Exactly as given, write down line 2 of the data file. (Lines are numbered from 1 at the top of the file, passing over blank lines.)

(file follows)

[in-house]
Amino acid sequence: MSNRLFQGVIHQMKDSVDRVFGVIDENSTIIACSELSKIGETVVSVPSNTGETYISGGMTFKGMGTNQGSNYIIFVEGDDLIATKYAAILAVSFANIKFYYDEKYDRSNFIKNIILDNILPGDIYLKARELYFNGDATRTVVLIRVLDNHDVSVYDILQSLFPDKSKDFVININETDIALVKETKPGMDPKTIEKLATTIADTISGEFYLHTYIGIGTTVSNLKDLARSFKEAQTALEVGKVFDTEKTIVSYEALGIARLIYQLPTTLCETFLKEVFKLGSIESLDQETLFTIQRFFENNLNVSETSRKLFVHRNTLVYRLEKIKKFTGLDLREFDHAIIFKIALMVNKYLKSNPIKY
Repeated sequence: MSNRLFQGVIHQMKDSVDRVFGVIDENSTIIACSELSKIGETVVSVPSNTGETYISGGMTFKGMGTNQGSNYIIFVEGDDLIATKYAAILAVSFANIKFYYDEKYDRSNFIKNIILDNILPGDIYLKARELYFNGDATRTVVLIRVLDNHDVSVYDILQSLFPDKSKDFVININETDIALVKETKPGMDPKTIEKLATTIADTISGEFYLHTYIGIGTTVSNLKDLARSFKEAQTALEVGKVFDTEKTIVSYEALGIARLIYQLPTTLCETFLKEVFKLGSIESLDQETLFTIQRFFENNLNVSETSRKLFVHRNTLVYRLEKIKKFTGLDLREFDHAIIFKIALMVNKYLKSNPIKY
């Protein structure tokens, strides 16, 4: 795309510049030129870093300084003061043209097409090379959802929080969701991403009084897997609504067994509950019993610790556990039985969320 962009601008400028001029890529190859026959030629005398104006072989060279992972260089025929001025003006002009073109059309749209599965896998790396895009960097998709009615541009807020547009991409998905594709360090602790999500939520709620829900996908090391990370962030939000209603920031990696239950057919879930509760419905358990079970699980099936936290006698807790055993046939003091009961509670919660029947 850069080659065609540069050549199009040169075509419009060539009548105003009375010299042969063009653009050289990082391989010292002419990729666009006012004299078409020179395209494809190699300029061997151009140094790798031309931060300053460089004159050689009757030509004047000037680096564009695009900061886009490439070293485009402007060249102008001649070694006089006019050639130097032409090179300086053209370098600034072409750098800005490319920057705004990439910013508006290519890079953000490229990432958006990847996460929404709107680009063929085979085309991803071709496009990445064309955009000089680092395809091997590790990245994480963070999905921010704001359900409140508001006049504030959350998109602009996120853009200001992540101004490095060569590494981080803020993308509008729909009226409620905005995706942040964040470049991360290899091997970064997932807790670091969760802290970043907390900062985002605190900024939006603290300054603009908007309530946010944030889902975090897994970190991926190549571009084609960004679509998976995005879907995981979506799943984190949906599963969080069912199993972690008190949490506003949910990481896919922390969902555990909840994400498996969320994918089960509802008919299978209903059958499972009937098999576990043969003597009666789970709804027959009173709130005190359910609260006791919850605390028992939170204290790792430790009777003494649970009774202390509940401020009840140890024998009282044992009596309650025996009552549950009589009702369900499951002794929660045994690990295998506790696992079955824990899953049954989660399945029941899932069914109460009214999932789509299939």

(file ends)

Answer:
Amino acid sequence: MSNRLFQGVIHQMKDSVDRVFGVIDENSTIIACSELSKIGETVVSVPSNTGETYISGGMTFKGMGTNQGSNYIIFVEGDDLIATKYAAILAVSFANIKFYYDEKYDRSNFIKNIILDNILPGDIYLKARELYFNGDATRTVVLIRVLDNHDVSVYDILQSLFPDKSKDFVININETDIALVKETKPGMDPKTIEKLATTIADTISGEFYLHTYIGIGTTVSNLKDLARSFKEAQTALEVGKVFDTEKTIVSYEALGIARLIYQLPTTLCETFLKEVFKLGSIESLDQETLFTIQRFFENNLNVSETSRKLFVHRNTLVYRLEKIKKFTGLDLREFDHAIIFKIALMVNKYLKSNPIKY